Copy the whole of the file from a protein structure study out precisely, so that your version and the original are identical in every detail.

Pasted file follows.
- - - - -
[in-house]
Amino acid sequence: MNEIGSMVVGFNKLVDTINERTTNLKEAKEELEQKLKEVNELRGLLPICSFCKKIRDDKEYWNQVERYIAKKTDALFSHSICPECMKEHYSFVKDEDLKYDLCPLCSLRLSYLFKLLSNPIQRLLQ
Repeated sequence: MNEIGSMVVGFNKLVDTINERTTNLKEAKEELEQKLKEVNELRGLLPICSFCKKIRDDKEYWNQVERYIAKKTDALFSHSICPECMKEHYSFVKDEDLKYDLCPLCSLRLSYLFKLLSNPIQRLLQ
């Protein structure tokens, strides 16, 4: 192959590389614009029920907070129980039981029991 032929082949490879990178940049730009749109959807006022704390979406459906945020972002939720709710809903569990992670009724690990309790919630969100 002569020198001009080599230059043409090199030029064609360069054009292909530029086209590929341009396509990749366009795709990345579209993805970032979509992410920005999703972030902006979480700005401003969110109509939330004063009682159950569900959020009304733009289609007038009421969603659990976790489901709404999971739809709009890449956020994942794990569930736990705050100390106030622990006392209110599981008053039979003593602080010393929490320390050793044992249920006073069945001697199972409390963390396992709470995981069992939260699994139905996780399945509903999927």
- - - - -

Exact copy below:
[in-house]
Amino acid sequence: MNEIGSMVVGFNKLVDTINERTTNLKEAKEELEQKLKEVNELRGLLPICSFCKKIRDDKEYWNQVERYIAKKTDALFSHSICPECMKEHYSFVKDEDLKYDLCPLCSLRLSYLFKLLSNPIQRLLQ
Repeated sequence: MNEIGSMVVGFNKLVDTINERTTNLKEAKEELEQKLKEVNELRGLLPICSFCKKIRDDKEYWNQVERYIAKKTDALFSHSICPECMKEHYSFVKDEDLKYDLCPLCSLRLSYLFKLLSNPIQRLLQ
């Protein structure tokens, strides 16, 4: 192959590389614009029920907070129980039981029991 032929082949490879990178940049730009749109959807006022704390979406459906945020972002939720709710809903569990992670009724690990309790919630969100 002569020198001009080599230059043409090199030029064609360069054009292909530029086209590929341009396509990749366009795709990345579209993805970032979509992410920005999703972030902006979480700005401003969110109509939330004063009682159950569900959020009304733009289609007038009421969603659990976790489901709404999971739809709009890449956020994942794990569930736990705050100390106030622990006392209110599981008053039979003593602080010393929490320390050793044992249920006073069945001697199972409390963390396992709470995981069992939260699994139905996780399945509903999927």